Friday, March 20, 2009

Thank you, Mr. President

Last week the president issued a Memorandum on Scientific Integrity and sent it to all executive deparments and agencies. Neither suppress nor alter scientiic and technological findings in the process of formulating policy, he said. Make sure that scientific data is never distorted or concealed to serve a political agenda, he said. You will remember that a number of our founding fathers were gentlemen scientists. I hope they are resting in peace again that our government is returning to a course where political appointees cannot twist their private agenda into public policy. As the government deals with climate change, species extinction, and scientific research, we require qualified individuals to guide us and a lack of censorship to find our way. Yes, the economy is very scary and I am literally worth a fraction of what I was two years ago, but because of this, our future is brighter and I have hope.

Monday, March 16, 2009

Flags at half staff over Marysville IL

It was a breezy and sunny weekend. Daffodils are up and tulips are trying, red buds on many trees wave against the blue sky. But a lot of people in this community didn't see any of that, probably couldn't see anything of beauty through the tears in their eyes. It was a terrible thing for a pastor of a growing, thriving congregation to be slain in front of his church family. All of the community were aghast at the atrocity. Businesses posted their sympathy on the fluorescent venue signs, the papers and TV news and radio stations carried the funeral, every church took donations for the young widow and the family. This good man fell in the line of duty serving his god, and it was a tragedy. How does someone turn as crazy as that? Remember the church in Texas 10 years ago who lost many people with a lot of other injuries? They sent their pastor up here to console the flock with 3 sermons yesterday. Don't ask, there are no answers.

Monday, March 9, 2009

Greetings from Chicago

It is cold and sunny here, after a weekend of rain and delayed arrivals. I am working PittCon, (Pittsburg Conference for historical reasons). This is a huge meeting, and yesterday was booth training and old home week for the sales staff and product managers who work the booths displaying our latest and greatest. This year, some 200 of us are working the show, down from 300 last year. We had the usual hours of blah blah blahblah training followed by dinner and lots of motivational rah-rah by high managers. They did a good job of making our part of the company sounding not as bad off as it could be. At least one of our competitors pulled out of this show altogether, which is where companies come to introduce new equipment and historically, at least, customers come to make buying decisions. It is apparent that the stimulus package will include a big $$$ for instrumentation, and the east coast account managers are reporting a deluge of requests for quotes from scientists expecting funding added to existing grants to arrive the end of April. Even a one-time influx of $$ would be most welcome. So it's all about keeping the game face on, moving the tire-kickers along and sniffing for customers with budget, and keeping the feet in shape for the long hours on the show floor. At least women are no longer expected to wear heels!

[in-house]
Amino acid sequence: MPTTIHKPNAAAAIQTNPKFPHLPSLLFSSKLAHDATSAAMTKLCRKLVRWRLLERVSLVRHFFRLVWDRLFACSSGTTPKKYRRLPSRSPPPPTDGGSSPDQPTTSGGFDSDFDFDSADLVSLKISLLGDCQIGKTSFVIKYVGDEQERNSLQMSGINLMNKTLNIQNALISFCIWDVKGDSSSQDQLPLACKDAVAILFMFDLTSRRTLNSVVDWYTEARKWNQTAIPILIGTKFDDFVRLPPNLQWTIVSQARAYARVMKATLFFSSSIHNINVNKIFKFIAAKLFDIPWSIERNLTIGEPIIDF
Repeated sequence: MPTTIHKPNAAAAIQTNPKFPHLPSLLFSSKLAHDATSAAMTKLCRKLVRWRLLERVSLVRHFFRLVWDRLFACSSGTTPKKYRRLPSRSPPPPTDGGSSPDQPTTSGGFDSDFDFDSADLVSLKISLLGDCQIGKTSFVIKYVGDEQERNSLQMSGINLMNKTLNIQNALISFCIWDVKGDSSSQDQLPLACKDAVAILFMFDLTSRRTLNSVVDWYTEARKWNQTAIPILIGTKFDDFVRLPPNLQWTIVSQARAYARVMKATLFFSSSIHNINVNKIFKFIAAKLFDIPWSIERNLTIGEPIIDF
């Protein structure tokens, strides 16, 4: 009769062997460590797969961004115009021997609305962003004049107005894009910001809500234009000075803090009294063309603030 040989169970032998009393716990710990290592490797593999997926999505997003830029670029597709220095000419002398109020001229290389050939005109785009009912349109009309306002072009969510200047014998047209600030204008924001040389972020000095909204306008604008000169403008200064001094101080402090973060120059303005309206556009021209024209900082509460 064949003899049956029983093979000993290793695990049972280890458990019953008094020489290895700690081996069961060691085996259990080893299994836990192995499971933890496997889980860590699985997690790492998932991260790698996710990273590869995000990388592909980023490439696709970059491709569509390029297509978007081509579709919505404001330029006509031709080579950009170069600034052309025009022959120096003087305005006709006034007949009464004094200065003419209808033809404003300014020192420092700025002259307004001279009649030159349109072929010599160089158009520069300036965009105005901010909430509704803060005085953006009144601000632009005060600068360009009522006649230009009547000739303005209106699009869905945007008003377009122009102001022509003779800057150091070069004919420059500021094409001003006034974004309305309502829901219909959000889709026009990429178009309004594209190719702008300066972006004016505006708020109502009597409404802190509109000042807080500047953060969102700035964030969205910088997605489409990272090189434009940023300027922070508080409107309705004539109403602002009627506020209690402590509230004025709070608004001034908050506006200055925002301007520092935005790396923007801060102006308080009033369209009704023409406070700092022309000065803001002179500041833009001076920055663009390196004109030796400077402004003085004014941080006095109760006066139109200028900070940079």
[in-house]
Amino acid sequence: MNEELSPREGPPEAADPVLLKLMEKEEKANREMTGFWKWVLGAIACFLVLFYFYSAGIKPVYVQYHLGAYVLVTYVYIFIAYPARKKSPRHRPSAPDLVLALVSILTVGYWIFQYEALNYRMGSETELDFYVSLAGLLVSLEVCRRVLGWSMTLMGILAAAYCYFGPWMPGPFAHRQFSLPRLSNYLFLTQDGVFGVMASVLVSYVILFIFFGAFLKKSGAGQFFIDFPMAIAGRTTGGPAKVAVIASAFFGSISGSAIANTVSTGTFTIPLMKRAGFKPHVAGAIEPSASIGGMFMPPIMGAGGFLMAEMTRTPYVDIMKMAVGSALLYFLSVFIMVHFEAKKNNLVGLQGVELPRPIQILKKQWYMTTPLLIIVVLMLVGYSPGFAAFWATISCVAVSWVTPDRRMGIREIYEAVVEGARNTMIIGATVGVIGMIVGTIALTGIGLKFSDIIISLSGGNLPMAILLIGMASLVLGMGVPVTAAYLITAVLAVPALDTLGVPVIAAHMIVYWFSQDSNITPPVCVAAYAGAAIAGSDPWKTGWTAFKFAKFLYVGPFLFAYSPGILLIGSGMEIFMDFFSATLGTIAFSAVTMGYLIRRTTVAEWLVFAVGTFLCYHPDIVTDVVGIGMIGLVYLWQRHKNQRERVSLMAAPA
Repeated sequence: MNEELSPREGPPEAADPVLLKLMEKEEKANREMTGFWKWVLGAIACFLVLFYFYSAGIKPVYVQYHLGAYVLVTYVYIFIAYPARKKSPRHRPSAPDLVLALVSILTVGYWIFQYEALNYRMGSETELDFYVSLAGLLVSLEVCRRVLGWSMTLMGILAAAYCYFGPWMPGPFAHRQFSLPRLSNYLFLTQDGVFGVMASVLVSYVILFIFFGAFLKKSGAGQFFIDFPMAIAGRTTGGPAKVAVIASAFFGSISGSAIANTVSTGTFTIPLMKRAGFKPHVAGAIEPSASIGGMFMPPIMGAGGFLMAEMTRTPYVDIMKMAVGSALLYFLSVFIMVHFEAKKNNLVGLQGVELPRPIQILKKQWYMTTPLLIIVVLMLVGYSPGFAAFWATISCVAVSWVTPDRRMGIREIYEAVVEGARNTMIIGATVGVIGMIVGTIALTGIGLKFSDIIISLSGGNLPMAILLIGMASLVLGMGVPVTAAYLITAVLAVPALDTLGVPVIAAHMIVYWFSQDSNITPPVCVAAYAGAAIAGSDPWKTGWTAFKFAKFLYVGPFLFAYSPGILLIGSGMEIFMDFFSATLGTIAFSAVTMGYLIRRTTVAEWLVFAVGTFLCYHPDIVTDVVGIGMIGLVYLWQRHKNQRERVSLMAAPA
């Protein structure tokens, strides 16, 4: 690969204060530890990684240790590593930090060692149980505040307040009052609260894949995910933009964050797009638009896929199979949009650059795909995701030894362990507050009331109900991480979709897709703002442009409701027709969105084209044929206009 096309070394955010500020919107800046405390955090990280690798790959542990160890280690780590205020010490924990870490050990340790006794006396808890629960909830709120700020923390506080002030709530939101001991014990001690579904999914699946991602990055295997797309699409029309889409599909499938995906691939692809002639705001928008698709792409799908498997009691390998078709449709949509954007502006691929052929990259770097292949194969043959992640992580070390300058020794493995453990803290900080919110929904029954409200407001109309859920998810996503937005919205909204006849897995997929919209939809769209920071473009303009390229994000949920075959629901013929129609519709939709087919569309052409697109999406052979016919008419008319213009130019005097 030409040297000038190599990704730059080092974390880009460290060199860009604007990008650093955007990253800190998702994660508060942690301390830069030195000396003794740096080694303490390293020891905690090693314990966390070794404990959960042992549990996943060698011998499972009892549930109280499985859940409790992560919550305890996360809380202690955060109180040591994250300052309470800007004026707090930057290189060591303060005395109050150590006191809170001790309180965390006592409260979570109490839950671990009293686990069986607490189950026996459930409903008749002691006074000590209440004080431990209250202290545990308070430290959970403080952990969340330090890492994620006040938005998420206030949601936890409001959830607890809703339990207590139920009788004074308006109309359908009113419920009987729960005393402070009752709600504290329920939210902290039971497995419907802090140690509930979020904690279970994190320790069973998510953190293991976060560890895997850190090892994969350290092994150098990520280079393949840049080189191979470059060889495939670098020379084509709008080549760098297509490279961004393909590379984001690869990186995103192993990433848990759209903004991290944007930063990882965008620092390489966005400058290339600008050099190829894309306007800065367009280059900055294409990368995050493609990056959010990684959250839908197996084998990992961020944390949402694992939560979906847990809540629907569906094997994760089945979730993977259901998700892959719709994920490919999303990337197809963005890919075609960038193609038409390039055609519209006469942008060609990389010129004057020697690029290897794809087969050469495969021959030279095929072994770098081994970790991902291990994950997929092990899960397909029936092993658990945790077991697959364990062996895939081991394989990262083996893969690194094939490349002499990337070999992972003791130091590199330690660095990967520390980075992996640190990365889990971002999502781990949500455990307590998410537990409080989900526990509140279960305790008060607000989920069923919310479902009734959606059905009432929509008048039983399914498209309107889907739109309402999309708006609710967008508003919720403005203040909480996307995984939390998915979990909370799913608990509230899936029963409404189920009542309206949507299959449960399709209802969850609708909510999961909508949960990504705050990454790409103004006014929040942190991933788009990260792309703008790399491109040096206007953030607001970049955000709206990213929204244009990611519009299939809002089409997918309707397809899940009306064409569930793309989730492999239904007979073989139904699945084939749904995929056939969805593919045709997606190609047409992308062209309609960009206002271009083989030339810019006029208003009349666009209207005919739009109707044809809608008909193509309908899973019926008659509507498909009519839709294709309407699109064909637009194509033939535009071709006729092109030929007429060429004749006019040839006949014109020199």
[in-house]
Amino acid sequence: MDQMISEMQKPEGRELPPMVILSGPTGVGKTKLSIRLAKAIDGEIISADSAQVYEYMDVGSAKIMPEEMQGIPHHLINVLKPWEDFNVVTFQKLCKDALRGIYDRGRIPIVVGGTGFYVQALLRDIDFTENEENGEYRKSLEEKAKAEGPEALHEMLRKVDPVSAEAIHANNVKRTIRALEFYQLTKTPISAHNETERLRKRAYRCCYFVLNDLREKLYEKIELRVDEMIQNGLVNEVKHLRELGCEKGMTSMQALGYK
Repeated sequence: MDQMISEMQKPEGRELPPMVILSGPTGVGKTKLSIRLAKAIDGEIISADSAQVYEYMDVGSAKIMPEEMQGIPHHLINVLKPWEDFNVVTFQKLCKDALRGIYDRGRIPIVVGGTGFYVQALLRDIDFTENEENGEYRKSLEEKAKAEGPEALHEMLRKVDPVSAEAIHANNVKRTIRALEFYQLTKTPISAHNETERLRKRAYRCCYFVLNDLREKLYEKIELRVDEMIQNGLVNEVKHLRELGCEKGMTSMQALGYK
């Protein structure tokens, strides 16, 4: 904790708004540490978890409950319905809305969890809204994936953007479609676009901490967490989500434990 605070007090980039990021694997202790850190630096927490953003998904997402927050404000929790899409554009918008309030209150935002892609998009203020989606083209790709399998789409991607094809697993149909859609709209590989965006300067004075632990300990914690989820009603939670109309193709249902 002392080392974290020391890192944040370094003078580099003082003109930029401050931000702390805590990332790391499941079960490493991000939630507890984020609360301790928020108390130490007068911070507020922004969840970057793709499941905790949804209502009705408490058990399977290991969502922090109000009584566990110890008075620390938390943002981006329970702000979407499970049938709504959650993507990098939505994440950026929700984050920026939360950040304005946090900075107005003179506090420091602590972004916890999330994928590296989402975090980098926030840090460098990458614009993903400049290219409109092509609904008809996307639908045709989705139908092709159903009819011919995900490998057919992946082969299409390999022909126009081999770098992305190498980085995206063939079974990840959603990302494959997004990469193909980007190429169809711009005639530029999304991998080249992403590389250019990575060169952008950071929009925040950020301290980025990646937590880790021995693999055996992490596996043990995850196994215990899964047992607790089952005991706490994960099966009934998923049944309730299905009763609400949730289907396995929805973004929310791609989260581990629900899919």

This comment deserves a separate post, not a footnote, but I am short on time so i will just say, THE PRESIDENT STATES NOW SCIENTIFIC POLICY WILL BE DETERMINED BY SCIENCE FIRST NOT PARTY POLICY FIRST. Now anyone who believes there won't still be an agenda would be naive, but policy can't deal with problems that policy refuses to acknowledge exist. Lots of bad news out there, but this is a return to how things should be.

Thursday, March 5, 2009


Last year as the food riots hit Mexico after the cost of corn skyrocketed, it had already occurred to me how crazy it was to grow corn for ethanol. I never did think you would get more ethanol out of it than it took to produce the fertilizer and plow and harvest the crop and separate the oil from the corn. I have been watching as scientists struggle to cope with the cellulose and ferment grasses, sugar cane leaves and so forth to produce alcohol. Today I went to a start-up and learned about growing algae in ponds to process for biofuels. There is a lot of biology to manage, and then you have to deal with all the non-fuel components. One way to make it economically feasible to use algae for fuel is to also be able to harvest some high-value product such as a pigment or a dye. My chemist got a free lunch, I got an education. Stay tuned.

Thursday, February 26, 2009


This is cow town for those readers who don't know. It was in the middle of nowhere at the edge of the central valley before it built up. I drove there today and it was a lovely drive. The hills were green and verdant, the trees were pink, rosy, yellow or bare, and the fields of mustard were buttery. California, like any state, is beautiful in the spring. It's going to soak us this weekend, ensuring the green hills will last another few weeks

Friday, February 13, 2009

Travel is SO broadening